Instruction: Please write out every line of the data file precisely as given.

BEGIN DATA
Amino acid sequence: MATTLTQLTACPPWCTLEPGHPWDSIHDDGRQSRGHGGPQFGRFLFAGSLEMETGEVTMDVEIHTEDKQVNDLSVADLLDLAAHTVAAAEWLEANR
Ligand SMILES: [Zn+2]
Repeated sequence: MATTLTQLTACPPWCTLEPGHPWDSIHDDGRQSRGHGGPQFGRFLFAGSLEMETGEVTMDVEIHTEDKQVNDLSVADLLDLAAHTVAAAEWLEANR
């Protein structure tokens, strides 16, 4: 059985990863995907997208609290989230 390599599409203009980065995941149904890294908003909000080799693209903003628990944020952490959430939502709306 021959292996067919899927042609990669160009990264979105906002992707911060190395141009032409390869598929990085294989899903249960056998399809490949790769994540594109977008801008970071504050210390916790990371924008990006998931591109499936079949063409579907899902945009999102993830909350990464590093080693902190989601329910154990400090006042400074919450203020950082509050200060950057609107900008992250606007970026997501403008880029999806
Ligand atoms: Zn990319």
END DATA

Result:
Amino acid sequence: MATTLTQLTACPPWCTLEPGHPWDSIHDDGRQSRGHGGPQFGRFLFAGSLEMETGEVTMDVEIHTEDKQVNDLSVADLLDLAAHTVAAAEWLEANR
Ligand SMILES: [Zn+2]
Repeated sequence: MATTLTQLTACPPWCTLEPGHPWDSIHDDGRQSRGHGGPQFGRFLFAGSLEMETGEVTMDVEIHTEDKQVNDLSVADLLDLAAHTVAAAEWLEANR
């Protein structure tokens, strides 16, 4: 059985990863995907997208609290989230 390599599409203009980065995941149904890294908003909000080799693209903003628990944020952490959430939502709306 021959292996067919899927042609990669160009990264979105906002992707911060190395141009032409390869598929990085294989899903249960056998399809490949790769994540594109977008801008970071504050210390916790990371924008990006998931591109499936079949063409579907899902945009999102993830909350990464590093080693902190989601329910154990400090006042400074919450203020950082509050200060950057609107900008992250606007970026997501403008880029999806
Ligand atoms: Zn990319």